Chapter 12 - Chapter 12 Intermolecular Attractions and the...

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Chapter 12 Intermolecular Attractions and the Properties of Liquids and Solids In this chapter we will try to relate the characteristics of individual molecules with physical properties, i.e. relate our understanding of what is occurring at a molecular level with what we observe in the real world (physical properties). Why Gases differ from Liquids and Solids In Chapter 11, we studied some general laws about gases, and found them to be true for all gases. There are no such general laws for liquids and solids! Why??? The Kinetic-Molecular Description of Liquids and Solids Gases A collection of widely separated molecules The kinetic energy of the molecules is greater than any intermolecular attractive forces The lack of any significant attractive force between molecules allows a gas to expand to fill its container If attractive forces become large enough, then the gases exhibit non-ideal behavior Liquids The intermolecular attractive forces are strong enough to hold molecules close together Liquids are more dense (and so less compressible) than gases Liquids have a definite volume, independent of the size and shape of their container The attractive forces are not strong enough, however, to keep neighboring molecules in a fixed position and molecules are free to move past or slide over one another Thus, liquids can be poured …they assume the shape of their containers Solids The intermolecular forces between neighboring molecules are strong enough to keep them locked in position Solids (like liquids) are not very compressible due to the lack of space between molecules If the molecules in a solid adopt a highly ordered packing arrangement, the structures are said to be crystalline Due to strong intermolecular forces between neighboring molecules, solids are rigid CHM 111 Lecture notes Page 1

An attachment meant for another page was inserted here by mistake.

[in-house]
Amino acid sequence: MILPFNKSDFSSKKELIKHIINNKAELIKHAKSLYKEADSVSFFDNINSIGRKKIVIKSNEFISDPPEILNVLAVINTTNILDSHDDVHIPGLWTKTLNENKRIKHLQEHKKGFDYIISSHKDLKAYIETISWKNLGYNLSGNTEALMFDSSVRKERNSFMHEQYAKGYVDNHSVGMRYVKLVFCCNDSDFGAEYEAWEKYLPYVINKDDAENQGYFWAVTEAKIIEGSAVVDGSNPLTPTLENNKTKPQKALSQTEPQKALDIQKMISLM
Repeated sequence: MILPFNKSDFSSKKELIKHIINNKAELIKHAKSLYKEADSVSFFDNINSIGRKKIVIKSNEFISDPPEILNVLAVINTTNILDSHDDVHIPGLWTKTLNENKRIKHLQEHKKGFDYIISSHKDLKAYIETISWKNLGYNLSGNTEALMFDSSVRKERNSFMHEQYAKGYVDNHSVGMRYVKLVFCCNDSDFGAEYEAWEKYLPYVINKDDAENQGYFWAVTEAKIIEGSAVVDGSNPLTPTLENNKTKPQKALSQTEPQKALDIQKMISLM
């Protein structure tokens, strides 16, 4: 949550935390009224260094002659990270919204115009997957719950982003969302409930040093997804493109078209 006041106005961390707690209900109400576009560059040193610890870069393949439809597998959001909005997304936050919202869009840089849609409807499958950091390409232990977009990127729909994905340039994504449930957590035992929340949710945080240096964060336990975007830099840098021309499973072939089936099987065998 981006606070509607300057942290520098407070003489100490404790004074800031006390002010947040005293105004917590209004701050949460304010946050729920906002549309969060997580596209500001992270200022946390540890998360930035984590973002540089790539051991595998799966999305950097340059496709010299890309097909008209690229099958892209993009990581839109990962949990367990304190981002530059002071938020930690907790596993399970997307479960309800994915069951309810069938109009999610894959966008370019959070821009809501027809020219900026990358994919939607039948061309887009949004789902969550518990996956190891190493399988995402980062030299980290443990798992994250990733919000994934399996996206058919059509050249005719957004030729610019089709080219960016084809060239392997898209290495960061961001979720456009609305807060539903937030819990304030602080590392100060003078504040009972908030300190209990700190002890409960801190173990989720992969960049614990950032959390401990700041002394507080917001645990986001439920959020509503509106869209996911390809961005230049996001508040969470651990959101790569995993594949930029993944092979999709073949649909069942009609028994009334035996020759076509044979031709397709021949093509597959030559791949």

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Chapter 12 The physical properties of a substance depend upon its physical state . The different physical states of water … steam (gas), liquid water and ice (solid) … all have the same chemical properties, but their physical properties are considerably different. Covalent bonds determine: Intermolecular forces influence: * Molecular shape * Physical properties * Bond energies * Chemical properties The state of a substance depends on the balance between the kinetic energy of the individual particles (molecules or atoms) and the intermolecular forces Intermolecular Forces Kinetic energy Dominate Dominates Solid Liquid Gas Condensed Phases Intermolecular forces try to draw Kinetic energy keeps the molecules apart the particles together and moving around. It is a function of the temperature of the substance Changing the state of a substance Temperature Heating and cooling can change the kinetic energy of the particles in a substance, and so, we can change the physical state of a substance by heating or cooling it. o
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This note was uploaded on 04/28/2008 for the course CHEM 111 taught by Professor Zombeck during the Winter '07 term at Saginaw Valley.

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Chapter 12 - Chapter 12 Intermolecular Attractions and the...

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